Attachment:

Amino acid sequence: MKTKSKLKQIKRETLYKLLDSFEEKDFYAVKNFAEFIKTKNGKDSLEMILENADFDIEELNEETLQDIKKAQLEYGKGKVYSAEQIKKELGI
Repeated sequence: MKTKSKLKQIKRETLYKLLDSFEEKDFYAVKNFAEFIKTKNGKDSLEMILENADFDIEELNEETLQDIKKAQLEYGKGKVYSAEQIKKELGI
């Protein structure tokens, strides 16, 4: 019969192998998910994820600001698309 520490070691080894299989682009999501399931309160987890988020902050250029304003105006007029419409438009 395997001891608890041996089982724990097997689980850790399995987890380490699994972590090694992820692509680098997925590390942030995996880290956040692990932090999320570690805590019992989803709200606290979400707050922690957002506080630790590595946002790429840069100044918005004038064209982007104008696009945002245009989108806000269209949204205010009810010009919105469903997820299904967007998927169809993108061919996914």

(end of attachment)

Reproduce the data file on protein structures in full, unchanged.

Amino acid sequence: MKTKSKLKQIKRETLYKLLDSFEEKDFYAVKNFAEFIKTKNGKDSLEMILENADFDIEELNEETLQDIKKAQLEYGKGKVYSAEQIKKELGI
Repeated sequence: MKTKSKLKQIKRETLYKLLDSFEEKDFYAVKNFAEFIKTKNGKDSLEMILENADFDIEELNEETLQDIKKAQLEYGKGKVYSAEQIKKELGI
């Protein structure tokens, strides 16, 4: 019969192998998910994820600001698309 520490070691080894299989682009999501399931309160987890988020902050250029304003105006007029419409438009 395997001891608890041996089982724990097997689980850790399995987890380490699994972590090694992820692509680098997925590390942030995996880290956040692990932090999320570690805590019992989803709200606290979400707050922690957002506080630790590595946002790429840069100044918005004038064209982007104008696009945002245009989108806000269209949204205010009810010009919105469903997820299904967007998927169809993108061919996914």